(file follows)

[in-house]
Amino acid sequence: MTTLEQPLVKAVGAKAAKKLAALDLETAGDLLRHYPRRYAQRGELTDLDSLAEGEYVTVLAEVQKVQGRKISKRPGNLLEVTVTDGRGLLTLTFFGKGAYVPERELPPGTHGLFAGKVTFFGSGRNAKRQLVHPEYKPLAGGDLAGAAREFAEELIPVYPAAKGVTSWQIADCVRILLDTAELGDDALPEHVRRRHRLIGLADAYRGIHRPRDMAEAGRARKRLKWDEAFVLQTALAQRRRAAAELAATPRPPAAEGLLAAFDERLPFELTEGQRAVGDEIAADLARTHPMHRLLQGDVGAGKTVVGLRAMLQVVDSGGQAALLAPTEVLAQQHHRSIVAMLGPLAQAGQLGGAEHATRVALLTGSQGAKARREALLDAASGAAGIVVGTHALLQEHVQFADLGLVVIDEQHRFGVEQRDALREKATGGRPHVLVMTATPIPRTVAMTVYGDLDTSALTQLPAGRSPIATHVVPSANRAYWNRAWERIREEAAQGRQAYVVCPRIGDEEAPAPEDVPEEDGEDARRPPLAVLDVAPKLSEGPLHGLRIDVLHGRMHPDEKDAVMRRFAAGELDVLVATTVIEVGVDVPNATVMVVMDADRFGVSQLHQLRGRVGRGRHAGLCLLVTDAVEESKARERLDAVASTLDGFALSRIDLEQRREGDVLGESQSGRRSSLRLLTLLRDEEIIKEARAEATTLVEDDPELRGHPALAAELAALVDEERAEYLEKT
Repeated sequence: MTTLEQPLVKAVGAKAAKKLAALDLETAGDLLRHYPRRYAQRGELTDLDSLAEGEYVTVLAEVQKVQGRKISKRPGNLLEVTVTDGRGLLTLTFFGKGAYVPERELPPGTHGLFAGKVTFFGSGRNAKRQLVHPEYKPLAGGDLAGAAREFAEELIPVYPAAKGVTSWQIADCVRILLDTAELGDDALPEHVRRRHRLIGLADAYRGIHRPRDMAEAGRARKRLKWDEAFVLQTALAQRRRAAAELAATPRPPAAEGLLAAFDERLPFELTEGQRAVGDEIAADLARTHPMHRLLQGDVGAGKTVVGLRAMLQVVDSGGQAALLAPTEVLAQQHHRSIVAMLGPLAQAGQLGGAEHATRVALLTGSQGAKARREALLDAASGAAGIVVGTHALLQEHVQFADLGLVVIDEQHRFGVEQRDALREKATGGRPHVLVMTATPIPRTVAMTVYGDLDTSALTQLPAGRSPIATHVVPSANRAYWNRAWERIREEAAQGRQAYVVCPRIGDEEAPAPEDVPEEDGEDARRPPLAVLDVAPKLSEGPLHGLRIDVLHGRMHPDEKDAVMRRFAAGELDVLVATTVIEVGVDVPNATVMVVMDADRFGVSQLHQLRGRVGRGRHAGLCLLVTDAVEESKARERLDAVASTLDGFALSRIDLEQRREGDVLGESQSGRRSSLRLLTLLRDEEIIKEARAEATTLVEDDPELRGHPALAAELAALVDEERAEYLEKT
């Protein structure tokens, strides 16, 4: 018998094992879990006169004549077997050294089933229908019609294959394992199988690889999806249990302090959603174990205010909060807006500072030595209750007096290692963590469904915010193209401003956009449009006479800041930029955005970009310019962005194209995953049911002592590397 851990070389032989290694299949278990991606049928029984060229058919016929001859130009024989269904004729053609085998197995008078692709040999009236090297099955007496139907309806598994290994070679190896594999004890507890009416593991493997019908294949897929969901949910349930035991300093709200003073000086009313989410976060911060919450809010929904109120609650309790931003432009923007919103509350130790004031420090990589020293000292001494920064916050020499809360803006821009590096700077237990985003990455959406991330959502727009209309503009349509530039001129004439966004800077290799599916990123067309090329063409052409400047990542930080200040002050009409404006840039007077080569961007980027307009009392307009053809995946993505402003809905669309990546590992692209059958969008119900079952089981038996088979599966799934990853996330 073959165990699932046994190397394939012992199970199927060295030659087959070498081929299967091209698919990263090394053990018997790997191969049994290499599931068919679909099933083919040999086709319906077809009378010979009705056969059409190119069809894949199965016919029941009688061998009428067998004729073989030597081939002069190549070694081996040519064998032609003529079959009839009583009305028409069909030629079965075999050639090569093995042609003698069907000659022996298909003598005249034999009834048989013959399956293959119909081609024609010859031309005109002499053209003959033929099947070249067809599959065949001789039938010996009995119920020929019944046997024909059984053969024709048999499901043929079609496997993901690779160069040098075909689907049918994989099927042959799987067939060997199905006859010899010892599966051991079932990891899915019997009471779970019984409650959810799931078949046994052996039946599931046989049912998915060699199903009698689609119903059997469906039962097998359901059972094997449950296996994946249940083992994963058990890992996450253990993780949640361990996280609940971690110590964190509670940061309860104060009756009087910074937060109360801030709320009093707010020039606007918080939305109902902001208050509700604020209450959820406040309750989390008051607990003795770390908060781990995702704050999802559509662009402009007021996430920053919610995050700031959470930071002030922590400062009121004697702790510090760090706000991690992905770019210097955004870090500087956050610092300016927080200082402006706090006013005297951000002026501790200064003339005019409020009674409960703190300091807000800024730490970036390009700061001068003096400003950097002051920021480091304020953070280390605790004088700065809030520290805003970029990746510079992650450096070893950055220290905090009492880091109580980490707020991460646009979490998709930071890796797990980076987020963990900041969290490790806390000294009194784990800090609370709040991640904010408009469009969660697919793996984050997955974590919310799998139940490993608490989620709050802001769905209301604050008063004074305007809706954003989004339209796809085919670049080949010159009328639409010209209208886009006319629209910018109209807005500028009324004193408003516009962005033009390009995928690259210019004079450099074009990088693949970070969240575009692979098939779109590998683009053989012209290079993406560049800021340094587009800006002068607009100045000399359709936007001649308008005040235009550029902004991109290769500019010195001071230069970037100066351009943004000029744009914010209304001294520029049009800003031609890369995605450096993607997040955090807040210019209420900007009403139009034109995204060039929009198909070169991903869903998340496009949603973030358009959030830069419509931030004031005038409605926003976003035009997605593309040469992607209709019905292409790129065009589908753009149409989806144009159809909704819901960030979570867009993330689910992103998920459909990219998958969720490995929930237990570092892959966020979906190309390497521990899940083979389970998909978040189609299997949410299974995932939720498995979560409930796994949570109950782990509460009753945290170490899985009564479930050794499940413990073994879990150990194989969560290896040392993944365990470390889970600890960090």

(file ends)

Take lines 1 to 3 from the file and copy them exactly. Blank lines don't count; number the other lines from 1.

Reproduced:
[in-house]
Amino acid sequence: MTTLEQPLVKAVGAKAAKKLAALDLETAGDLLRHYPRRYAQRGELTDLDSLAEGEYVTVLAEVQKVQGRKISKRPGNLLEVTVTDGRGLLTLTFFGKGAYVPERELPPGTHGLFAGKVTFFGSGRNAKRQLVHPEYKPLAGGDLAGAAREFAEELIPVYPAAKGVTSWQIADCVRILLDTAELGDDALPEHVRRRHRLIGLADAYRGIHRPRDMAEAGRARKRLKWDEAFVLQTALAQRRRAAAELAATPRPPAAEGLLAAFDERLPFELTEGQRAVGDEIAADLARTHPMHRLLQGDVGAGKTVVGLRAMLQVVDSGGQAALLAPTEVLAQQHHRSIVAMLGPLAQAGQLGGAEHATRVALLTGSQGAKARREALLDAASGAAGIVVGTHALLQEHVQFADLGLVVIDEQHRFGVEQRDALREKATGGRPHVLVMTATPIPRTVAMTVYGDLDTSALTQLPAGRSPIATHVVPSANRAYWNRAWERIREEAAQGRQAYVVCPRIGDEEAPAPEDVPEEDGEDARRPPLAVLDVAPKLSEGPLHGLRIDVLHGRMHPDEKDAVMRRFAAGELDVLVATTVIEVGVDVPNATVMVVMDADRFGVSQLHQLRGRVGRGRHAGLCLLVTDAVEESKARERLDAVASTLDGFALSRIDLEQRREGDVLGESQSGRRSSLRLLTLLRDEEIIKEARAEATTLVEDDPELRGHPALAAELAALVDEERAEYLEKT
Repeated sequence: MTTLEQPLVKAVGAKAAKKLAALDLETAGDLLRHYPRRYAQRGELTDLDSLAEGEYVTVLAEVQKVQGRKISKRPGNLLEVTVTDGRGLLTLTFFGKGAYVPERELPPGTHGLFAGKVTFFGSGRNAKRQLVHPEYKPLAGGDLAGAAREFAEELIPVYPAAKGVTSWQIADCVRILLDTAELGDDALPEHVRRRHRLIGLADAYRGIHRPRDMAEAGRARKRLKWDEAFVLQTALAQRRRAAAELAATPRPPAAEGLLAAFDERLPFELTEGQRAVGDEIAADLARTHPMHRLLQGDVGAGKTVVGLRAMLQVVDSGGQAALLAPTEVLAQQHHRSIVAMLGPLAQAGQLGGAEHATRVALLTGSQGAKARREALLDAASGAAGIVVGTHALLQEHVQFADLGLVVIDEQHRFGVEQRDALREKATGGRPHVLVMTATPIPRTVAMTVYGDLDTSALTQLPAGRSPIATHVVPSANRAYWNRAWERIREEAAQGRQAYVVCPRIGDEEAPAPEDVPEEDGEDARRPPLAVLDVAPKLSEGPLHGLRIDVLHGRMHPDEKDAVMRRFAAGELDVLVATTVIEVGVDVPNATVMVVMDADRFGVSQLHQLRGRVGRGRHAGLCLLVTDAVEESKARERLDAVASTLDGFALSRIDLEQRREGDVLGESQSGRRSSLRLLTLLRDEEIIKEARAEATTLVEDDPELRGHPALAAELAALVDEERAEYLEKT